After tying for second lowest extent in September, Arctic sea ice began expanding rapidly. But that has turned around dramatically in October.
An animation of satellite images shows differences in sea ice in the Beaufort Sea off Alaska's coast between Oct. 14, 2014 and Oct. 12, 2016. The first image, captured by the Terra satellite in 2014, shows extensive snow cover around Alaska's Brooks Range (to the left), and sea ice forming offshore. The second image, from the Aqua satellite in 2016, shows the same region — mostly snow- and ice-free. (Images: NASA Worldview. Animation: Tom Yulsman) Arctic sea ice has been been growing much more slowly than average during October. Its geographic extent is now in a rough tie with 2007 and 2012 for the lowest in the satellite record for this point in the year.
Source: NSIDC The chart at right compares the evolution of Arctic sea ice extent during 2007, 2012 and 2016. This year is plotted in red. Note how slow the growth of ice has been during October. (Please click on the thumbnail to enlarge it.) Also check out just how low Arctic sea ice extent went during September, at the end of the warm season. In fact, 2016 tied with 2007 for the second-lowest extent in the satellite record. But after that, freeze-up actually occurred fairly rapidly — until slowing dramatically at the beginning of October. What's up with this Arctic sea ice roller coaster ride? According to Ted Scambos, a senior research scientist at the National Snow and Ice Data Center, two big Arctic storms in August contributed significantly to the very low minimum extent in September. They probably did this by "breaking up the ice and stirring a trace of warmth up from deeper levels (5-10 meters below the surface)," Scambos says. Not too long after the storminess subsided, the surface water refroze fairly quickly, accounting for the rapid expansion of sea ice after the low point in September.
Source: NSIDC That rapid freeze-up happened in the heart of the Arctic Ocean, where temperatures would normally be coldest. Meanwhile, more at the periphery — particularly in the Barents, Kara and Laptev seas — "the ice edge has barely changed," says Julienne Stroeve, who also serves as a senior research scientist at NSIDC. Sea ice has expanded somewhat in the Beaufort Sea, off Alaska's north coast. But the edge is still far short of the long term average in the region. (Click on the thumbnail at left for a map of Arctic sea ice extent as of Oct. 17, 2016.) I created the animation of satellite images at the top of this post to compare conditions in the Beaufort Sea between mid-October of 2014, when sea ice extent was closer to normal (but still low), and this year. You can tell which image was captured in 2014 because of all the snow cover in and around Alaska's Brooks Range, and the ice that's forming at sea. I find the comparison with this year to be quite stark. Why has Arctic sea ice been growing so slowly in the past couple of weeks? Once again, Scambos says warm ocean temperatures are probably implicated. And it looks like that relatively warm sea surface may be having an effect on the air temperature above it:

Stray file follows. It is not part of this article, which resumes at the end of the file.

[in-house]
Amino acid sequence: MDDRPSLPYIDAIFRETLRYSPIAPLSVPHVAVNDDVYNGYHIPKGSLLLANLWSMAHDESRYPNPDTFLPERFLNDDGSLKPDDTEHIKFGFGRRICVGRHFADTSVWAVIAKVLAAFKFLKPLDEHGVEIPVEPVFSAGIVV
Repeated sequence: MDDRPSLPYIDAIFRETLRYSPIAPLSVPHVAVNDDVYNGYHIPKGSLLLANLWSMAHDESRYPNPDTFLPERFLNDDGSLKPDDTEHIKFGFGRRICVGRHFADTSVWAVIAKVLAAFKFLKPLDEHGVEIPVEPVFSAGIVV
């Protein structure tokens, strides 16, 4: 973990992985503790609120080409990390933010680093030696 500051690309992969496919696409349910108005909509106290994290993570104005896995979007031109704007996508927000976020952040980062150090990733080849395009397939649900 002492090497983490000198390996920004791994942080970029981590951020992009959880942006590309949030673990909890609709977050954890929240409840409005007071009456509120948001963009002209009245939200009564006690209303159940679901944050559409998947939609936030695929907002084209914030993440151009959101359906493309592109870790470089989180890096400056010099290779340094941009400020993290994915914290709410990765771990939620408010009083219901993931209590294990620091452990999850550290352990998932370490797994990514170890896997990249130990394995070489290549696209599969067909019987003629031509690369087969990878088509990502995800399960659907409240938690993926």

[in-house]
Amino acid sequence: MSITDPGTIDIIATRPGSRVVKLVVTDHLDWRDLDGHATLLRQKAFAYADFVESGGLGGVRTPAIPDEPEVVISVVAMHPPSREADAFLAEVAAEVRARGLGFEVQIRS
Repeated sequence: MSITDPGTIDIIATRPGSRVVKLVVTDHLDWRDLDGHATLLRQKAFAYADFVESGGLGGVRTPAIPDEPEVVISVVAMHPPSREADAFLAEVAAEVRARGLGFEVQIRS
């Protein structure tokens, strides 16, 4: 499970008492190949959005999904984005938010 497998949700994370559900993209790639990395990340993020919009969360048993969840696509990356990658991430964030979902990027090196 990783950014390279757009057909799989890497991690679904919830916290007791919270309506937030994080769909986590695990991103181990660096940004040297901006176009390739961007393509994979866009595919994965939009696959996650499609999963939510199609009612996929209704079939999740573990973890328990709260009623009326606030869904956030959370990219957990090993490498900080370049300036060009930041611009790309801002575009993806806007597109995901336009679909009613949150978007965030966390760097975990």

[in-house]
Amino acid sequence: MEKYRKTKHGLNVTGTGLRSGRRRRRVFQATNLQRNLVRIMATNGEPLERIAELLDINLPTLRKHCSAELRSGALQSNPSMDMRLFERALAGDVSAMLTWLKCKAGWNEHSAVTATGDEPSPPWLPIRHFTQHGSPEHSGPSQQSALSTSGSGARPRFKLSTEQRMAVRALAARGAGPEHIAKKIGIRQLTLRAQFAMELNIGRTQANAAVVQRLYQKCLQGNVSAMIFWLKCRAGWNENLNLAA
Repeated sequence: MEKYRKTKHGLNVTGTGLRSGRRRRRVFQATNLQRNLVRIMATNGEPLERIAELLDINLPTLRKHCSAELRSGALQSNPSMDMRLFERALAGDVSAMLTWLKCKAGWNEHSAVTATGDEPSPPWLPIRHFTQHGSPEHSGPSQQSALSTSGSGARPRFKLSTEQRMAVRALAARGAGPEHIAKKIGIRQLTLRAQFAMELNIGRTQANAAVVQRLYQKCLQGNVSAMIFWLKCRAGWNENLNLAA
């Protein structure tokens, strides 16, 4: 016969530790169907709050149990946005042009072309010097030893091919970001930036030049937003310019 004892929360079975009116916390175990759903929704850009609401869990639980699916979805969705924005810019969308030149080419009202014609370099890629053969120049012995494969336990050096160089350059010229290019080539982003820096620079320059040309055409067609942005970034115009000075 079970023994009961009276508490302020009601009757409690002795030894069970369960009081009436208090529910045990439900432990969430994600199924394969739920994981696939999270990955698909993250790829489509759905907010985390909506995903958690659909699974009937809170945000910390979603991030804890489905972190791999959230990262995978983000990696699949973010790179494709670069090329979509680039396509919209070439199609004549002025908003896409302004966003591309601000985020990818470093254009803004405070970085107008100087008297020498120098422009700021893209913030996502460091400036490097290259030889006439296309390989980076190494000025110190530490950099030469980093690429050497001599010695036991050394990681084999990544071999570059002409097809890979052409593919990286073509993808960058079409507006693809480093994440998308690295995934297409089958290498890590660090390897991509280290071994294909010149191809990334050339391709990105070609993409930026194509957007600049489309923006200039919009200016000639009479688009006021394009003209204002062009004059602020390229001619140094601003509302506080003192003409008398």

This plot shows how Arctic air temperatures (at about 300 feet above the surface) differed from average for the first two weeks of October, 2016. Yellows and reds indicate higher than average temperatures; blues and purples indicate lower than average temperatures. (Source: NOAA/ESRL Physical Sciences Division)
The yellows and reds in the map above show just how anomalously warm the air has been at about 300 feet above the surface. (The North Pole is at the center of the plot.) Scambos thinks the warm sea surface temperatures that have been retarding ice growth also have been warming the air directly above the water.
"It is not surprising that it is extremely warm in the weeks following near-record minimums [in sea ice extent], because open water beneath the atmosphere buffers the air temperature at near the freezing point for several weeks until several centimeters of ice are formed," Scambos says. "In this case, I would say that the high air temperature anomaly is an effect, not a cause, of slow sea ice growth, and that the leading cause is ocean temperature."
Why are ocean temperatures so warm? When sea ice shrinks in extent, more solar energy is absorbed by dark surface waters. And this has been happening more and more in the Arctic during recent years.
In fact, the Arctic overall has been warming faster than any other region on Earth, thanks to emissions of greenhouse gases into the atmosphere. And sea ice has responded over the long term by declining in both geographic extent and volume.
Screenshot from an animated visualization by Andy Lee Robinson of the decline of Arctic Sea Ice, showing the minimum volume reached every September since 1979. The map of New York provides a sense of scale. Click to watch the visualization on Youtube. (Video: Andy Lee Robinson) The visualization linked to the screenshot above shows just how dramatic the downward trend in Arctic sea ice volume has been since 1979. I find it pretty unsettling. Lastly, it's important to realize that two weeks is a short period of time, and Arctic sea ice could start forming up at a more normal rate for this time of year. In fact, that's what Scambos predicts: "Now I expect that sea ice growth will take a more typical path (typical for the past 5-8 years, at least)."